Olympic Broadcast Services’ Nuno Duarte speaks from Tokyo on taking the roof off of sound design
Nuno Duarte, Olympic Broadcast Services (OBS) sound design and audio manager, has one of those jobs that most audiophiles dream of. Yes, it may be at a scale that could turn the dream into a nightmare, but being able to create a sonic landscape for Olympic events that folds the listener not only into the venue, but the field of play, is something every sound designer would love to tackle.
The big news this year was the rollout of 5.1.4, or what also may be known as 9.1. The big difference from 5.1 Surround Sound is the addition of four channels that are heard from above.
“Day one after the Opening Ceremonies we had all venues in production with 5.1.4 and no issues,” Duarte says. “All the A1’s quickly got the point of what it was we wanted, and we had 36 venues up with guys doing it for the first time. The results have been fantastic and both experts and non-experts can tell it is more immersive.”
Sound design and how to listen
At first blush, adding in four more channels to a mix may sound like a daunting task, but Duarte says the goal was to make it easy for the mixers. More equipment not only makes things more complicated, but also introduces new points of failure.
“We don’t add more people, and the only additional equipment is a specific microphone and four speakers [in the mixing area],” he says. “And now manufacturers have to start working on the details like the proper metres. But it’s not a huge investment: it’s about the sound design and how to listen.”
Duarte says one or two mics is all that is needed to give the perception of height.
“We have the same Surround mics, same crowd mics, we just add one more block: something coming from above,” he says. “One microphone can cover the sound field.”
The difference when listening to an event in Surround Sound and then flipping to 5.1.4 is immediately noticeable. While Surround Sound tends to put the emphasis on hearing an instrument or effect in a corner of the room, the 5.1.4 experience seems to expand the size of the room. It sounds as if the roof has been raised (or taken off for an outdoor event,) and effects that were once stuck in the corner are much more present. That, says Duarte, creates the auditory space to do even more.
“You have to get to the details,” he explains. “Ambience is the background and then you can start building the sound of the sport on top of the crowd. And the more immersive and the more you feel like you are inside the venue, the more space you have to add the details.”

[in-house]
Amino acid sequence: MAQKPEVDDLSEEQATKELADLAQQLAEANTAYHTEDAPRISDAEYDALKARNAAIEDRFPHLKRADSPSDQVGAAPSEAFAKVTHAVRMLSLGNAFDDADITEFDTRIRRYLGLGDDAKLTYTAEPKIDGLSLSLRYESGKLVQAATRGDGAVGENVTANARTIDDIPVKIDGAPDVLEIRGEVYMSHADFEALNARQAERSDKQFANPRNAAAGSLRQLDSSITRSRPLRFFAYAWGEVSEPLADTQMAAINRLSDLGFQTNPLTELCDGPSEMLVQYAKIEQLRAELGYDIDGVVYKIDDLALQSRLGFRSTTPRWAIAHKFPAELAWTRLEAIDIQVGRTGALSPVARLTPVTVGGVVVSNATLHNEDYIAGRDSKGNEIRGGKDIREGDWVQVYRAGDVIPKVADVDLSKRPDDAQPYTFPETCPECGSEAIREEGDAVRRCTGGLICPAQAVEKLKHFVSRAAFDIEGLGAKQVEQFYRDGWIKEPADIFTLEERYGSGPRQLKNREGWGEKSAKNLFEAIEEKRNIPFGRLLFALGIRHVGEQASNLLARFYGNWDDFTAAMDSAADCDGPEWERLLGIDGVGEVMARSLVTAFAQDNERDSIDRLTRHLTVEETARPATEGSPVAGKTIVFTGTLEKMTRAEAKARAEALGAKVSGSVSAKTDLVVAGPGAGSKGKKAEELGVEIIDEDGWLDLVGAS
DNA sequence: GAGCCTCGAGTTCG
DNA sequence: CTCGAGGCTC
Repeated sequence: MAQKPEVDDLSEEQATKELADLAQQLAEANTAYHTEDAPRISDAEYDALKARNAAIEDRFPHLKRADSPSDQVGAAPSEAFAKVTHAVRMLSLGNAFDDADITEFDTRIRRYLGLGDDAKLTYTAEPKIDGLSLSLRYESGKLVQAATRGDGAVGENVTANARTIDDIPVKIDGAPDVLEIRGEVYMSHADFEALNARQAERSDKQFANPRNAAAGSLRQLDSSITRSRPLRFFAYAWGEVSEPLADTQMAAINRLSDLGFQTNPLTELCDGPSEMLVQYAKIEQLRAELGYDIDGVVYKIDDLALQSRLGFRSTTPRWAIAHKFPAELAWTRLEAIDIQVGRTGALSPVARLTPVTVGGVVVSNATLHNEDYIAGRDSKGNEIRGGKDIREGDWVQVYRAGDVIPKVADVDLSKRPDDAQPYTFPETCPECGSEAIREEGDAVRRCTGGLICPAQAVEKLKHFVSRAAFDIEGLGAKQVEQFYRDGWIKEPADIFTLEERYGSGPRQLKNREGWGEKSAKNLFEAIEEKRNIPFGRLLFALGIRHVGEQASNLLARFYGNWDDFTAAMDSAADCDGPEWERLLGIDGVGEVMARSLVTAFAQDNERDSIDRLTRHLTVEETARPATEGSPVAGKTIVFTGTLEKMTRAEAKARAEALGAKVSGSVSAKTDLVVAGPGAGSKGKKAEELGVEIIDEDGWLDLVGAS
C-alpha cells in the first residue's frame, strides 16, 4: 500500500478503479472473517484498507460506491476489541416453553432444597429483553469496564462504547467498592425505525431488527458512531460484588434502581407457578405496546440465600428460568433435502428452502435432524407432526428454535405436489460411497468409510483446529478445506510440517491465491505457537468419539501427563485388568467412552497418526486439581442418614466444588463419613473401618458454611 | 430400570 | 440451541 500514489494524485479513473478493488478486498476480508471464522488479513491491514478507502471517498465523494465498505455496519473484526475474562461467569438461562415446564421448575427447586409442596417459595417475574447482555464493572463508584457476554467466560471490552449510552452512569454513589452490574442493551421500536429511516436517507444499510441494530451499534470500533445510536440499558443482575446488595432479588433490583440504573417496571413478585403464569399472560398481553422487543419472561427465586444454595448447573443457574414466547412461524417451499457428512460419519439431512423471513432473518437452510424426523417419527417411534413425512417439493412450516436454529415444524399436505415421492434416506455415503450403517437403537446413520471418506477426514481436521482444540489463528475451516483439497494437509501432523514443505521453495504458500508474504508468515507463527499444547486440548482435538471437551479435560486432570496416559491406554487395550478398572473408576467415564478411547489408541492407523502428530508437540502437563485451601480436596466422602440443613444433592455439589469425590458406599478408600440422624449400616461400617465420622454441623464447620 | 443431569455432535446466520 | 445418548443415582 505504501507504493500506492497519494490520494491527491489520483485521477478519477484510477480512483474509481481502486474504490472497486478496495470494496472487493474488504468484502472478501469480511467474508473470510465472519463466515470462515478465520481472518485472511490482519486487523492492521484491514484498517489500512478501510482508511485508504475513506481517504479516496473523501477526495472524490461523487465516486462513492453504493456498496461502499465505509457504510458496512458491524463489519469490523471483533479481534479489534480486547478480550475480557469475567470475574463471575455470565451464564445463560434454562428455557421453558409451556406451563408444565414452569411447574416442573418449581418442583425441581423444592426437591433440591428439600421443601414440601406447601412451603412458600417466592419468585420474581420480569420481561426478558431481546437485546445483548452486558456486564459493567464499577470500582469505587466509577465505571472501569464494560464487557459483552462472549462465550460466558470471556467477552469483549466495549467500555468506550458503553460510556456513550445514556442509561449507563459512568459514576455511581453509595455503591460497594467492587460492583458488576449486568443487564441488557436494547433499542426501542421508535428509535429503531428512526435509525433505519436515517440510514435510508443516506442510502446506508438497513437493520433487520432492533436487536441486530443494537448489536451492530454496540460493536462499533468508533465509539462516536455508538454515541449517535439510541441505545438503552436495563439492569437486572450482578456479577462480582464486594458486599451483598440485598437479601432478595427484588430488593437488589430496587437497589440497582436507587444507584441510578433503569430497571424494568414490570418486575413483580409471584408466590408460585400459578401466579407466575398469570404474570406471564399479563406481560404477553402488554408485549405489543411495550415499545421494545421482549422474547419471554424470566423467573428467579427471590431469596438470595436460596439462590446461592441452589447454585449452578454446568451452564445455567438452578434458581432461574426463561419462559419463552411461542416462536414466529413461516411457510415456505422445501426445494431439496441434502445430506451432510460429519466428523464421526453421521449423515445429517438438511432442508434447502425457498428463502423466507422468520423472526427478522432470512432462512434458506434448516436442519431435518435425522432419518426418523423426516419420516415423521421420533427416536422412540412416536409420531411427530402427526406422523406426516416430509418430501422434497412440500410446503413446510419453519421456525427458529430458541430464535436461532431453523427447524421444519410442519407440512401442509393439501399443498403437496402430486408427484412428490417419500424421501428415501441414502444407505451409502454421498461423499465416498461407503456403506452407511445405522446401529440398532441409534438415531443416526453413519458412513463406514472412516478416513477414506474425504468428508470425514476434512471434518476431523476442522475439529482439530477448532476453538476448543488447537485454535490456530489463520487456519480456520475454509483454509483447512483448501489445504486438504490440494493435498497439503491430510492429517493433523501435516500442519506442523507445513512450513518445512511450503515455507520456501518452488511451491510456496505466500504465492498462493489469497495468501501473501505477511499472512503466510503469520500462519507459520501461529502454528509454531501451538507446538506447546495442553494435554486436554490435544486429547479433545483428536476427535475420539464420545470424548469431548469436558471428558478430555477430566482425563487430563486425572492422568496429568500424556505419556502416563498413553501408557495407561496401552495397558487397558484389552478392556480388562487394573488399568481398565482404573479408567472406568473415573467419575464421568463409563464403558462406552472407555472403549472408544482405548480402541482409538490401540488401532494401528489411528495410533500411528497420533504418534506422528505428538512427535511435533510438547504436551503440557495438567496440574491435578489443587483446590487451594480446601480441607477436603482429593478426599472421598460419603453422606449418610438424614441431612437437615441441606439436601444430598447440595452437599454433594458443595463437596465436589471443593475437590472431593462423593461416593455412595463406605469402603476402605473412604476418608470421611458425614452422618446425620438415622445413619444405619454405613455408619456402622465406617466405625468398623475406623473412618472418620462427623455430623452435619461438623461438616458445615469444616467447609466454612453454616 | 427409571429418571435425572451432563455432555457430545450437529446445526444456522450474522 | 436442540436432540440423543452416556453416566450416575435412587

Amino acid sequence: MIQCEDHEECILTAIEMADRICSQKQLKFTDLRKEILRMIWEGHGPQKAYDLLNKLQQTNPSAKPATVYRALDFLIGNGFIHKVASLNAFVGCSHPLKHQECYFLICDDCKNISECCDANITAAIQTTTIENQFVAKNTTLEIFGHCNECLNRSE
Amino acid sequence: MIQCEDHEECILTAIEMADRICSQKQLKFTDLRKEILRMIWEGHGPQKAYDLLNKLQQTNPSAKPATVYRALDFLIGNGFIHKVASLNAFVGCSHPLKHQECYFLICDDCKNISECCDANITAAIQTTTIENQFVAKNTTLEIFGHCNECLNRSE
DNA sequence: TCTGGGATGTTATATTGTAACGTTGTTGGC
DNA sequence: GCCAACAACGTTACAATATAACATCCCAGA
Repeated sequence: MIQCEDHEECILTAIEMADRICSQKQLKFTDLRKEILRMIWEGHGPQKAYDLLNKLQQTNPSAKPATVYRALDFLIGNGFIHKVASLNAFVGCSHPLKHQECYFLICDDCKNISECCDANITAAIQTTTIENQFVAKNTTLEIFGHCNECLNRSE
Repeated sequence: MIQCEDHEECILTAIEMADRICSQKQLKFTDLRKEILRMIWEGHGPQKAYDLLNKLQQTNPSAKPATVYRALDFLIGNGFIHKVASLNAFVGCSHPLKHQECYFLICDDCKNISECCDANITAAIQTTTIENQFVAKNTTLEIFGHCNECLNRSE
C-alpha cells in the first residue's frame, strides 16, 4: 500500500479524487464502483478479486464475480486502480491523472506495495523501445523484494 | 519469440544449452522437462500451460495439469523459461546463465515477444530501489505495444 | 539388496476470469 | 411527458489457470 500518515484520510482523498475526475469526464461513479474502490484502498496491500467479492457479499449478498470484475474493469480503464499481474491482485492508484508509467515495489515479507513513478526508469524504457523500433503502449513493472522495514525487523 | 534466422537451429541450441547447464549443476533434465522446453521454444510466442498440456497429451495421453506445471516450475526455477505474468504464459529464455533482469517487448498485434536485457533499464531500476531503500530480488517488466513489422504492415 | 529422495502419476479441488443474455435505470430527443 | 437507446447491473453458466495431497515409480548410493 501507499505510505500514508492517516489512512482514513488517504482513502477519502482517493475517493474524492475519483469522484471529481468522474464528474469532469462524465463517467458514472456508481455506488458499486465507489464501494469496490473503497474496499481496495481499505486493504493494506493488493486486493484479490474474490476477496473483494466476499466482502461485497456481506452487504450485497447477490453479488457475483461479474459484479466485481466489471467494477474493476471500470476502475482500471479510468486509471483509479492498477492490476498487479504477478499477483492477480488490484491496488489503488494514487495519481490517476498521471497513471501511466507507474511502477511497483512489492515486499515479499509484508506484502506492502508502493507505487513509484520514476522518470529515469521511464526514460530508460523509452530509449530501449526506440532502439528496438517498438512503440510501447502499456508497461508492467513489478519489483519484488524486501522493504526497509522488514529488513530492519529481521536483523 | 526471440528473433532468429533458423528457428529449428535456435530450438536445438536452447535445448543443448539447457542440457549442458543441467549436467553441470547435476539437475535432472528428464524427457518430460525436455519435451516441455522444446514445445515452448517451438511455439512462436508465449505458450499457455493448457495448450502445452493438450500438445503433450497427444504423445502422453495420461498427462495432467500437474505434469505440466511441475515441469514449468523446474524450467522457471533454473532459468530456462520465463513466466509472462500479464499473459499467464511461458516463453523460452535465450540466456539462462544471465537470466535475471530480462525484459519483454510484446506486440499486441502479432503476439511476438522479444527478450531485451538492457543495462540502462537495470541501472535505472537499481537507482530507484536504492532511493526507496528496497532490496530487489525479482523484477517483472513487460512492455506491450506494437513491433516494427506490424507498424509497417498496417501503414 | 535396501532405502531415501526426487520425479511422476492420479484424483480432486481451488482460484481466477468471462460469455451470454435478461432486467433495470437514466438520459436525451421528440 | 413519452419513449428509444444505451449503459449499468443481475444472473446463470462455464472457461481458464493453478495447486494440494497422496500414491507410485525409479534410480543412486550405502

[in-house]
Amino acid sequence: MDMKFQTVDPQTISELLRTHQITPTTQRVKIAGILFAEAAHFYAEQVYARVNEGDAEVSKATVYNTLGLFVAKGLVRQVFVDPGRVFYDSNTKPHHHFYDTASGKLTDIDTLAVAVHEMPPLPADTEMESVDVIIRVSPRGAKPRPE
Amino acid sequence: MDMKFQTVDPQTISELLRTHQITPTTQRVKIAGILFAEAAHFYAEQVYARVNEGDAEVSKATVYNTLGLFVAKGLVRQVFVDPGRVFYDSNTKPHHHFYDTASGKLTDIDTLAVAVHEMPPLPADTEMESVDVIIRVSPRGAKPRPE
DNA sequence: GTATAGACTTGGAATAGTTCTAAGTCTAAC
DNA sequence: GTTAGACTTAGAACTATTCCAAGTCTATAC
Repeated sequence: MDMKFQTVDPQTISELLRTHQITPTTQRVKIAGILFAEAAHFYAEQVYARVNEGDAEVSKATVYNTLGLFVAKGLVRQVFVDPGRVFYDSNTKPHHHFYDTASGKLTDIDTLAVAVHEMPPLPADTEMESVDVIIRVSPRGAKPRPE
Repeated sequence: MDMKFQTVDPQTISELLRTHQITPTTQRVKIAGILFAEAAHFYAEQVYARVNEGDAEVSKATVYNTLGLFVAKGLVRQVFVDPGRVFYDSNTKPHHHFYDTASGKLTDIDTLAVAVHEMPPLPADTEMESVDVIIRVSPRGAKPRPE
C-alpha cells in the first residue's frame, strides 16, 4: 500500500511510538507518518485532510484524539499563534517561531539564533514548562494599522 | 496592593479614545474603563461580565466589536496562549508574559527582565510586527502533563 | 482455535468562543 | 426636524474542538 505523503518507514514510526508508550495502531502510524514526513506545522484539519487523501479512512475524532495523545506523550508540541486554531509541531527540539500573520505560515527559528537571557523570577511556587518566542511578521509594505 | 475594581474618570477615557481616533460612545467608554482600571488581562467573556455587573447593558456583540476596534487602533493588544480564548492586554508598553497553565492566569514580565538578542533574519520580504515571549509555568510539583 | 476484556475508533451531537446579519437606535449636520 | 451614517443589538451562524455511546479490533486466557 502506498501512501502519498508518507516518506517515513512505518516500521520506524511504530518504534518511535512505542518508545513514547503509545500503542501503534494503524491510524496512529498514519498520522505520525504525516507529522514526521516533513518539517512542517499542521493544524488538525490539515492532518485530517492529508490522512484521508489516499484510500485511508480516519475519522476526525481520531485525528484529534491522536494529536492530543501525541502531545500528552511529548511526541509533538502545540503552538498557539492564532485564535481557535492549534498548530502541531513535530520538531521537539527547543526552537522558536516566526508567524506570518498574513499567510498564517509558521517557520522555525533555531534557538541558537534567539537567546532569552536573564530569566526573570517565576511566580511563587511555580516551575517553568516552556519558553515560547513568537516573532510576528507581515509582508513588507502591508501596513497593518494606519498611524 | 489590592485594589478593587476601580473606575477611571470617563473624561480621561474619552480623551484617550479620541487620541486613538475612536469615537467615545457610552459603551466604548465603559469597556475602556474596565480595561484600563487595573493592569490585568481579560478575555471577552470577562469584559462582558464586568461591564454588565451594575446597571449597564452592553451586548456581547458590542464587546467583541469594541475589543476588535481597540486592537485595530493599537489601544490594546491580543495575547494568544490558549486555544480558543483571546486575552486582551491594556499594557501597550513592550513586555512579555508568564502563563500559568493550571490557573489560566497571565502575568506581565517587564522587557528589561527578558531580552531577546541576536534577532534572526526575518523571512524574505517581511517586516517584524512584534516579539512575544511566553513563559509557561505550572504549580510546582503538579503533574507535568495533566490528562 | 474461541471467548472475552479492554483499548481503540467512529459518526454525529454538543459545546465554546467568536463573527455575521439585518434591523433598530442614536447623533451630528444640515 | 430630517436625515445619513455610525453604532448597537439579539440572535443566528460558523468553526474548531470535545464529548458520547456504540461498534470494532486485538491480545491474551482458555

Moving forward with discrete mics
Duarte says Federations are important partners in the effort and their cooperation is crucial.
“We had fantastic results in sailing as we have mics on the athletes and quality of the production increased a lot as you can hear what is happening on the boats and hear the athletes talk,” he says.
Like the sailing proved, an important step forward will require more microphones that are smaller and more discrete. Big shotgun mics for a track and field event are being replaced by smaller mics that can be mounted on a hurdle or apparatus and deliver the same effect.
“It lets you get closer to the athlete and the sound source, but it is also less intrusive on the picture,” he says.
The OBS 5.1.4 audio effort is agnostic with respect to encoding formats like Dolby or MPEG-H.
“We want to give the material a longer legacy,” says Duarte. “Rightsholders can choose to encode in Dolby or MPEG-H and add in commentators and additional objects. But our base is there for the immersive needs.”
Anyone who watched the Games saw the lack of fans in the stands and Duarte says that sound banks were prepared for worst case scenarios that didn’t occur as fellow athletes, coaches, and officials often provided enough audio ambience.
“There is nothing like the human sound source as we react better than any machine,” he says of fake crowd noises. “Our audio plan changed very little as we would just adjust the microphones away from the empty stands and toward the stands that had people.”
It is also worth noting that the empty stands allowed for more audio details to be heard from the field of play. Simply put, viewers will want to keep hearing those details even when the fans return so look for OBS to work with the federations to continue to deliver those details.
The next big challenge, and it will be on the to-do list for the Winter Games in Beijing next February, is how to add effects from above to outdoor events like road races.
“There is sound there, like the noise of the people or the city,” he says. “To figure that out you need to leave the audio gallery, go out, and listen.”